Memorial Day observances honor fallen military veterans

By Holly Coombs

Civil Air Patrol Cadets raise the flag during the ceremony at Cedar City Cemetery Monday

Civil Air Patrol Cadets raise the flag during the ceremony at Cedar City Cemetery MondayAlso, known as Decoration Day, Memorial Day was observed by many gathered throughout Iron County and the country to recognize and honor military men and women, who died while fighting for their country.

U.S. President Donald Trump visited the Arlington National Cemetery Monday morning to perform the duty of commander-in-chief by laying a wreath at the tomb of the Unknown Soldier.

In presidential tradition, Trump gave his Memorial Day address, laid the wreath and honored those U.S. men and women who fought to the death for the country.

“Thank you for joining us as we honor the brave warriors who gave their lives for ours–Spending their last moments on this earth in defense of this great country and its people,” Trump said in his live address. “We only hope that every day we can prove worthy, not only of their sacrifice and service, but of the sacrifice made by their families and loved ones they left behind—special, special people.”

Trump also honored Homeland Security Secretary Gen. John Kelly’s fallen son, Robert, and the Kelly family.

“I especially want to extend our gratitude to Gen. Kelly for joining us today—an incredible man—I always call him general,” Trump said. “He understands more than most ever could, or ever will, the wounds and burdens of war.”

Robert Kelly, 29, was killed in a roadside bomb blast in 2010 during a foot patrol in Afghanistan’s Helmand Province.

Bruce Winslow

We remember all who gave their all in the service of the United States of America
—Bruce Winslow, Iron County Veterans Coalition

“To the entire Kelly family, today, 300 million American hearts are joined together with you. We grieve with you,” Trump said. “We honor you and we pledge to you that we will always remember Robert and what he did for us.”

Also in Cedar City in the cemetery, the Iron County Veterans Coalition hosted a program with the cadets from the Civil Air Patrol, who presented of the colors and raising of the flag to half-staff for those fallen service men and women.

The cemetery was full and cars lined the streets. More then 20 living veterans stood and were recognized as they saluted when the flags were raised.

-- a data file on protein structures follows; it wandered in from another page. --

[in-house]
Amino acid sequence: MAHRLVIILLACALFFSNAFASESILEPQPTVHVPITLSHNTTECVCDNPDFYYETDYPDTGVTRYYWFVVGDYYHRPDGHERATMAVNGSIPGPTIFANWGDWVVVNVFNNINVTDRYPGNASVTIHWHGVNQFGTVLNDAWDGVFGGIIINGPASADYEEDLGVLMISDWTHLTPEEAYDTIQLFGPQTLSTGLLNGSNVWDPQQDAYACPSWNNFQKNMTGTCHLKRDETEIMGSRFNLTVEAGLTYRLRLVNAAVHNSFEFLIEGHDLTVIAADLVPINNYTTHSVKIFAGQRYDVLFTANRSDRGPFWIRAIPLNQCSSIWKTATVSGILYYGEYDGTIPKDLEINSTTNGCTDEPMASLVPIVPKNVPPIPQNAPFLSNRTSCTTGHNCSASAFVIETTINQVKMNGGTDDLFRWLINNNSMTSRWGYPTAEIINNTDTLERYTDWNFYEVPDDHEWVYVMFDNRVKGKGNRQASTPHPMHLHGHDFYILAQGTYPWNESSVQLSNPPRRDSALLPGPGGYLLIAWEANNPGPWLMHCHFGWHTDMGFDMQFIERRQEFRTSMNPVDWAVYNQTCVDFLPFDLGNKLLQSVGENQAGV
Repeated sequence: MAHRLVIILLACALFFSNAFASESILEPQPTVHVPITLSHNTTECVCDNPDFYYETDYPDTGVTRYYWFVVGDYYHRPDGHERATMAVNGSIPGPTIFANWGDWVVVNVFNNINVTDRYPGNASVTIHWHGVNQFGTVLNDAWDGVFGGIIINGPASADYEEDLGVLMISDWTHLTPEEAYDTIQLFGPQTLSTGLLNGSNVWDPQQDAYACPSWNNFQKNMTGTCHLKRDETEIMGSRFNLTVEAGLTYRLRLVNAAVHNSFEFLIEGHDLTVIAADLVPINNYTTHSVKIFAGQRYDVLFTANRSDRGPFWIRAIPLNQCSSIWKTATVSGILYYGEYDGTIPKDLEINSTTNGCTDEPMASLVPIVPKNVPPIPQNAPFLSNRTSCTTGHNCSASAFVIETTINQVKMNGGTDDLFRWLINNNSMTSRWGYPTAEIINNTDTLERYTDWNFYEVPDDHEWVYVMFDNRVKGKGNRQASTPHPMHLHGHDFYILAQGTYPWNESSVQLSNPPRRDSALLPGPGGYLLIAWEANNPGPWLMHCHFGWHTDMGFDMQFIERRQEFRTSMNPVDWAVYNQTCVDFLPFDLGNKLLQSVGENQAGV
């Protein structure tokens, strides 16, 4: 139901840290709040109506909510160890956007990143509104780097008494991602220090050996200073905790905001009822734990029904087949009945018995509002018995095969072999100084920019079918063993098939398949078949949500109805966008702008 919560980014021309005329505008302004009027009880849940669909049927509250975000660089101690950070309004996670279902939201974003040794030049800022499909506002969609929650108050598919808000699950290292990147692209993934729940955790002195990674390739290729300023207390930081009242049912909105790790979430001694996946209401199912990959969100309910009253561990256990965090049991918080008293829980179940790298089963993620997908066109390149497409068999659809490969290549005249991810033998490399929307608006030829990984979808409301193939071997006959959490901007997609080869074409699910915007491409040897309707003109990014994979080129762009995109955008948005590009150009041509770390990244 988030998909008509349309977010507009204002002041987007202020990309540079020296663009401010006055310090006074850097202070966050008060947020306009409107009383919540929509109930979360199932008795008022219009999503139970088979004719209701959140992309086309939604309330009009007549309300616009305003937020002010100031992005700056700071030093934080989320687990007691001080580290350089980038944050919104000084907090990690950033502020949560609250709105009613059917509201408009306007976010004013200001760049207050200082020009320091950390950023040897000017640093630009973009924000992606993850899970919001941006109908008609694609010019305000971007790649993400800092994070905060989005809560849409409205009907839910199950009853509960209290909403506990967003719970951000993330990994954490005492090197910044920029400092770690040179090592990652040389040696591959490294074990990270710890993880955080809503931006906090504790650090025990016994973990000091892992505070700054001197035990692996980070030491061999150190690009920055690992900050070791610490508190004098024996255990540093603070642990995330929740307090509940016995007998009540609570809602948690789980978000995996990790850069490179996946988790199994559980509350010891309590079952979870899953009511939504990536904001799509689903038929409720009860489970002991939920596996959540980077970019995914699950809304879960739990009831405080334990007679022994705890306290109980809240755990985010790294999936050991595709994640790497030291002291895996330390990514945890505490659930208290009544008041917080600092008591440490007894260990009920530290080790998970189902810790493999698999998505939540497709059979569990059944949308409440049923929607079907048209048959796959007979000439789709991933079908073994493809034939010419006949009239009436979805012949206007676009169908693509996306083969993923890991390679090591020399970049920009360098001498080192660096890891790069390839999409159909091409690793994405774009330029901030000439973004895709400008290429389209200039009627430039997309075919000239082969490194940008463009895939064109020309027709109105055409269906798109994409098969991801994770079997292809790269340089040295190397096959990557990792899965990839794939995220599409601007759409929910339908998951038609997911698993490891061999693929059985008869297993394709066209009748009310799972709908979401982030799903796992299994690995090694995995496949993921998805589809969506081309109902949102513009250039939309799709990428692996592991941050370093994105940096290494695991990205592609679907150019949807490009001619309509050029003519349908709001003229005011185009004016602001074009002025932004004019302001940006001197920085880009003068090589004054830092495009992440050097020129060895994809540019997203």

The honor guard shot three follies, played TAPs and a moment of silence followed.

The pledge of allegiance was said among attendees and a wreath was placed at the Memorial Day Memorial during the ceremony to honor the World War I veterans by the Robinson and Beacham family.

Bruce Winslow, Navy Veteran and member of the Iron County Veterans Coalition was the event speaker.

“Over there, over there the yanks are coming,” Winslow said, quoting a remembrance of World War I. “Those words would come familiar on Decoration Day in 1917 and for many months after that. The United States declared war 6 April 1917 and entered the world war.”


He spoke of the history as members of the military prepared for that first world war.

“The U.S. Army had 135,000 regular troops and 80,000 national guard soldiers,” Winslow said.

With four million men serving as a draft was registered in June 1917, 24,000 of those men and women were from Utah.

“Over 290 of them were from Iron County,” Winslow said.

The Veterans Park in Cedar City has the from Summit, Modena, Parowan, Lund, Kannaraville, Paragonah and Cedar City.

“Seven of the men would die in the service of their country and one is missing in action. Over 100 veterans of World War I are buried in the Cedar City Cemetery,” Winslow said. “We all honor their service today and during the centennial of the war as we remember all who gave their all in the service of the United States of America. They shall not grow old as we that are left grow old. Each shall not weary them, nor the years condemn, at the going down of the sun and in the morning, we will remember them.”


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